I made this today with parts I had laying around(that means not 100% as accurate as the scheme).
    For example, I used 194k for 180k(had to combine resistors), 2.5k instead of 1.8k, a 10k pot, 2.5k R3, and C2=C1.

    The transformer I used was some very old transformer with 220v – 8v. For the pads I improvised using kitchen aluminium foil. Well… it works! But I can barely sense it. I mean, on wet fingers I can definitely feel the current but there’s no muscle spasm. I tried placing it on the arm or my leg: nothing, and the LED is dimming. What should I do?

    To Josh: “Be wary of using everyday materials for the electrode plates. Ion transfer occurs through electropotential.”

    That’s ridiculous. That could only be happening at high enough currents and for extended periods of time. This is a hobby project, I doubt anyone would use this for extended periods of time…

  • Jim Keith

    Tear apart a “wall wart” power adapter and salvage the transformer out of it. Some wall warts have a 50/60hZ transformer- -this is the type you want. The smaller, lighter versions have a switching power supply and high frequency transformer- -these are not suitable.

    For electrodes, obtain stainless steel washers from your hardware store.

  • vidhyadhari

    i want to do this project please suggest me which electrodes are useful and where the transformer can be found?

  • karthik

    can any one tell me what type of metal is used in as electrode 0f 2.5*2.5cm2,and which conducts best at low cost .starting the project for an expo so wanted immediatly.
    regards,
    karthik

  • hrd

    i need a basic block diagram for this circut.
    the block diagram is same as connecting components

  • THIYAGU

    Ya. This circuit is working properly. But by increasing more output channels, the effect grt reduced. I feel the current is getting low. What to do for this..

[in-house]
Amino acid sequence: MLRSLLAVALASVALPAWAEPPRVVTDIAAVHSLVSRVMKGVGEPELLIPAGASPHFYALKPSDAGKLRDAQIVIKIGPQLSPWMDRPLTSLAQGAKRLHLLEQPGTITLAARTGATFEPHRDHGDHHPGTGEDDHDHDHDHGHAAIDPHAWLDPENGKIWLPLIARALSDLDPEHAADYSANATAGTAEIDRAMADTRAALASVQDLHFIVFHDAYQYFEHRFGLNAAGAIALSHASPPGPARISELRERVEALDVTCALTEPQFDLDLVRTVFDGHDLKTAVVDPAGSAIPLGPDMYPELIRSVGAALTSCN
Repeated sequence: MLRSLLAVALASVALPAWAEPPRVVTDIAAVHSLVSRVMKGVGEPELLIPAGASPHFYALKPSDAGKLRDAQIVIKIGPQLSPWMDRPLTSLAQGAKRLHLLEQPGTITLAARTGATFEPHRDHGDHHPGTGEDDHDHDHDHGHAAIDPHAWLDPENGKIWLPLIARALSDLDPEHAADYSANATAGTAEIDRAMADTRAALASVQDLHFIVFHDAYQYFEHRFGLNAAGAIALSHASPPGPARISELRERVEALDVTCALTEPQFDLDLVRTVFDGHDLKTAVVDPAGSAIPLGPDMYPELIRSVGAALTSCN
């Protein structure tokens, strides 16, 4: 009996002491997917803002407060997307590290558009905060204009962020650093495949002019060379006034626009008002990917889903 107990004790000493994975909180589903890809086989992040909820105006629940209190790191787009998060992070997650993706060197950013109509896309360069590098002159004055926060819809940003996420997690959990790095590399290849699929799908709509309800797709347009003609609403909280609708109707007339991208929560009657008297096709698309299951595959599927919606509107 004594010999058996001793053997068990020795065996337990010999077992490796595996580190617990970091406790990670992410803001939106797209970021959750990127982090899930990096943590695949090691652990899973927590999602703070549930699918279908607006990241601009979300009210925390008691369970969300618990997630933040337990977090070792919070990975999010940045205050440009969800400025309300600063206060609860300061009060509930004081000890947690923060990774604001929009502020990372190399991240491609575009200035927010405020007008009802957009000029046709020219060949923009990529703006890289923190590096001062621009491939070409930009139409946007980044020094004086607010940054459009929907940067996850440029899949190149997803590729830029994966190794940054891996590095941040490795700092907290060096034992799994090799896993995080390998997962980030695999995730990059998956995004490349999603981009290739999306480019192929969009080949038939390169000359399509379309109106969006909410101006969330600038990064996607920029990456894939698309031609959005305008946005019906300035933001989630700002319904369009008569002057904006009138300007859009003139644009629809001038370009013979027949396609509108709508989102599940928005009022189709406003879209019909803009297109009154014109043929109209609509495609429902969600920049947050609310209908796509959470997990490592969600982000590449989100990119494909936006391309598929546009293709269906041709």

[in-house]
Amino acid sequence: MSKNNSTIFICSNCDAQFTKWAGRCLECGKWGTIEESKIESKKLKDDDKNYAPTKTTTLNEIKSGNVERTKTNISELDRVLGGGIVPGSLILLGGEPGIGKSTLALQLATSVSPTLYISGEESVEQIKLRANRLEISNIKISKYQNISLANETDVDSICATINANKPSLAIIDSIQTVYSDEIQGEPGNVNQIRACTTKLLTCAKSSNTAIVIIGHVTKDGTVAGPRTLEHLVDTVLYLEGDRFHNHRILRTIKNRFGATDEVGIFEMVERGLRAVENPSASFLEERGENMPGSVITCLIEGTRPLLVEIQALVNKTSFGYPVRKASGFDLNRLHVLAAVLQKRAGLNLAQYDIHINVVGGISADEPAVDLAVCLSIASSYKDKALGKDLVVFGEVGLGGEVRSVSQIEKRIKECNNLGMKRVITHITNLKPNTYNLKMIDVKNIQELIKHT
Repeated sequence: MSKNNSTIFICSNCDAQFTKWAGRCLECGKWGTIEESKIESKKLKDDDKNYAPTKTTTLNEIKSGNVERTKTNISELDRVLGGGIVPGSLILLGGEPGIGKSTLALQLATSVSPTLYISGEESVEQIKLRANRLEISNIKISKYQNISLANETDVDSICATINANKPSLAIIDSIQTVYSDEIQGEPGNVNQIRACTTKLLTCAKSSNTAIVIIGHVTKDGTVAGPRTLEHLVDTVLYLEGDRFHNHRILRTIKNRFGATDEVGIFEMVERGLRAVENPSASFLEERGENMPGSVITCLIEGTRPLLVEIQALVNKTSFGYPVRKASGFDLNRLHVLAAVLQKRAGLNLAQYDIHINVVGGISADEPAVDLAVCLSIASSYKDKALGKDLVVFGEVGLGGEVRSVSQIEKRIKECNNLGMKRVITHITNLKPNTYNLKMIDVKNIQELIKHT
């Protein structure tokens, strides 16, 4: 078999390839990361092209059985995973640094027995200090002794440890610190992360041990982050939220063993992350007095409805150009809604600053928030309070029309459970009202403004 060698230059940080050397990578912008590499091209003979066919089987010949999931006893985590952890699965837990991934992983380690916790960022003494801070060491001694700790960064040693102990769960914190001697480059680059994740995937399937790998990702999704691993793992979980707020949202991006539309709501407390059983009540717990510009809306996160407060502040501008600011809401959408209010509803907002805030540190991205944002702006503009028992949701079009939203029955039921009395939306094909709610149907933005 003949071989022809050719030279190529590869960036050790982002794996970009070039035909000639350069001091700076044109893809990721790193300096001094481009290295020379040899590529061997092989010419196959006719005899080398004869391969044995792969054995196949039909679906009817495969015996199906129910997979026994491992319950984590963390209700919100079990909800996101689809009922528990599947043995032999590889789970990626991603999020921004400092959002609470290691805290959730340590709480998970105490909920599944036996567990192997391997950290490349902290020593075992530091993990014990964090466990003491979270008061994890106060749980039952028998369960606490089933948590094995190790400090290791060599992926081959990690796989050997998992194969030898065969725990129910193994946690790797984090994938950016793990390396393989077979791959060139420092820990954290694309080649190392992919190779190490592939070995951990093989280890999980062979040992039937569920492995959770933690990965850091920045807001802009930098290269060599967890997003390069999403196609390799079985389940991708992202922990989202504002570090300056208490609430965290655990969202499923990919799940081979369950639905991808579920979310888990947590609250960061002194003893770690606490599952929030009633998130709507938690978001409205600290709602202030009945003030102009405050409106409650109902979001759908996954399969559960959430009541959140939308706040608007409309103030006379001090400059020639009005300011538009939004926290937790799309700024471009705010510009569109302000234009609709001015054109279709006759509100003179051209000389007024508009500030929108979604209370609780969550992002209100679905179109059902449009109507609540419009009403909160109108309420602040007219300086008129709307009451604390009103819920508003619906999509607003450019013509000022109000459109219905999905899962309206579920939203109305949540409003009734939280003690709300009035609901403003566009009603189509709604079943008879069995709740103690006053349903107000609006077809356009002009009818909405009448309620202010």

• Dina

    I cant find that transformer easily…Only 220v- 12v,500mA in available.Can we use it…

    • bill

      I’ll bet a 110 to 6.3 volt transformer would do the trick if you’re not in a country with 220 mains. The 6.3 volt transformers were all the rage back in the days of tubes as they provided the filament current for the tubes. Almost everything built with tubes had one. The coils ratio in the 110:6.3 should be about the same as the 220:12, but the impedance would be substantially different.

  • shdi

    I need your knowledge about this one.We are required to make a thesis about this one.Can you please instruct me how these device constructed and other important facts I need to know.Hope for your great reply.

  • João

    Hi!

    I’m doing my masther thesis , i need to know if someone have already simulated this circuit or one similar in multisim.. Because i need to know the parameters you have implemented in the transformer. It’s driving me nuts !!!

  • harvey joel caceres

    I will put your name in acknowledgement.thank you.